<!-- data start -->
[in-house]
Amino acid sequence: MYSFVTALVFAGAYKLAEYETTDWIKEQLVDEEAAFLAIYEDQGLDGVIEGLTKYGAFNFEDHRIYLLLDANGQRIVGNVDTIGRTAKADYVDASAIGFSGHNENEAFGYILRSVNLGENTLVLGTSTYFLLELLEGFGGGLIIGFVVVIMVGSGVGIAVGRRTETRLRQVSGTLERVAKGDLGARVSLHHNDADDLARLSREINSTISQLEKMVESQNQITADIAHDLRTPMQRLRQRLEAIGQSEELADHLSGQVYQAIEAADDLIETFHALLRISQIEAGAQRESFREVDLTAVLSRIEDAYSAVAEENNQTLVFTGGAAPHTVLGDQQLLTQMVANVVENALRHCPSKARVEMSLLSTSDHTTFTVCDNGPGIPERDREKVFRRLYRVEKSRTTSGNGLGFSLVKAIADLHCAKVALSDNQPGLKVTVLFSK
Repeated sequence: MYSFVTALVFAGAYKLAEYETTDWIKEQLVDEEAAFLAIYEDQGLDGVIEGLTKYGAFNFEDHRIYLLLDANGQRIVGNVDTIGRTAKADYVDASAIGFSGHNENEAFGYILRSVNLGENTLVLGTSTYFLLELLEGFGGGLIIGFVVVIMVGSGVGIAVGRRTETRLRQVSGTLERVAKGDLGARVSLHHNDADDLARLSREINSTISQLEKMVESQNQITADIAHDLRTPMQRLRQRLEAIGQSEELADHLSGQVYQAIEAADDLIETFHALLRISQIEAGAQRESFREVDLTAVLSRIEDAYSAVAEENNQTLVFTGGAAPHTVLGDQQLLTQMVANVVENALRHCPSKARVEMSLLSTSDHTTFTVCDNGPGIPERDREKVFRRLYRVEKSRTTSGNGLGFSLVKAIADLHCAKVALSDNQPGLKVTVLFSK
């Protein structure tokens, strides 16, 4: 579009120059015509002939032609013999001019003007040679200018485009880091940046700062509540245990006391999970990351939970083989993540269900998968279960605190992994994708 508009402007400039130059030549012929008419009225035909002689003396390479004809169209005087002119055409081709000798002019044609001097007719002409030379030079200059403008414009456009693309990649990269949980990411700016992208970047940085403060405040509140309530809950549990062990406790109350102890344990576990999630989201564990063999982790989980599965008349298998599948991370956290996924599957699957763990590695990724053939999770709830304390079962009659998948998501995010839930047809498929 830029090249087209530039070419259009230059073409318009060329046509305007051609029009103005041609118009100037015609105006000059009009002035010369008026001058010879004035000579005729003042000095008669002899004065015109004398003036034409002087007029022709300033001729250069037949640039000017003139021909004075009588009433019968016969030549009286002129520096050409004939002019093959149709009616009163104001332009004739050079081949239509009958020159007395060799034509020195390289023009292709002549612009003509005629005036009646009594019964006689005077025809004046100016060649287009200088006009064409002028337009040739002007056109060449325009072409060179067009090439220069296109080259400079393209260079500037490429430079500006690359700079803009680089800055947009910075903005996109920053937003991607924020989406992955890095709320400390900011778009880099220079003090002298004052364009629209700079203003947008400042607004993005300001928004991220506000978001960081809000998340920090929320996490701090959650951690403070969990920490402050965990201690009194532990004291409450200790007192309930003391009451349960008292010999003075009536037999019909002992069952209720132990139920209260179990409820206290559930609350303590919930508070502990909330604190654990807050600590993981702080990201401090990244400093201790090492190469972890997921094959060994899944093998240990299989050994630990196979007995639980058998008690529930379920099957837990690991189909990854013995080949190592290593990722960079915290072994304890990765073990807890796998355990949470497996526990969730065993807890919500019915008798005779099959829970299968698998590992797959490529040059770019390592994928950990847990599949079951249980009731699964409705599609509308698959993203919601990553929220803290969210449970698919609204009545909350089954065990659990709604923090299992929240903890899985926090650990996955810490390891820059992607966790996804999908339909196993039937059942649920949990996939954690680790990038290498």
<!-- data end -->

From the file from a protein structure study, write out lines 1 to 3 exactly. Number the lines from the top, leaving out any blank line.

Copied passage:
[in-house]
Amino acid sequence: MYSFVTALVFAGAYKLAEYETTDWIKEQLVDEEAAFLAIYEDQGLDGVIEGLTKYGAFNFEDHRIYLLLDANGQRIVGNVDTIGRTAKADYVDASAIGFSGHNENEAFGYILRSVNLGENTLVLGTSTYFLLELLEGFGGGLIIGFVVVIMVGSGVGIAVGRRTETRLRQVSGTLERVAKGDLGARVSLHHNDADDLARLSREINSTISQLEKMVESQNQITADIAHDLRTPMQRLRQRLEAIGQSEELADHLSGQVYQAIEAADDLIETFHALLRISQIEAGAQRESFREVDLTAVLSRIEDAYSAVAEENNQTLVFTGGAAPHTVLGDQQLLTQMVANVVENALRHCPSKARVEMSLLSTSDHTTFTVCDNGPGIPERDREKVFRRLYRVEKSRTTSGNGLGFSLVKAIADLHCAKVALSDNQPGLKVTVLFSK
Repeated sequence: MYSFVTALVFAGAYKLAEYETTDWIKEQLVDEEAAFLAIYEDQGLDGVIEGLTKYGAFNFEDHRIYLLLDANGQRIVGNVDTIGRTAKADYVDASAIGFSGHNENEAFGYILRSVNLGENTLVLGTSTYFLLELLEGFGGGLIIGFVVVIMVGSGVGIAVGRRTETRLRQVSGTLERVAKGDLGARVSLHHNDADDLARLSREINSTISQLEKMVESQNQITADIAHDLRTPMQRLRQRLEAIGQSEELADHLSGQVYQAIEAADDLIETFHALLRISQIEAGAQRESFREVDLTAVLSRIEDAYSAVAEENNQTLVFTGGAAPHTVLGDQQLLTQMVANVVENALRHCPSKARVEMSLLSTSDHTTFTVCDNGPGIPERDREKVFRRLYRVEKSRTTSGNGLGFSLVKAIADLHCAKVALSDNQPGLKVTVLFSK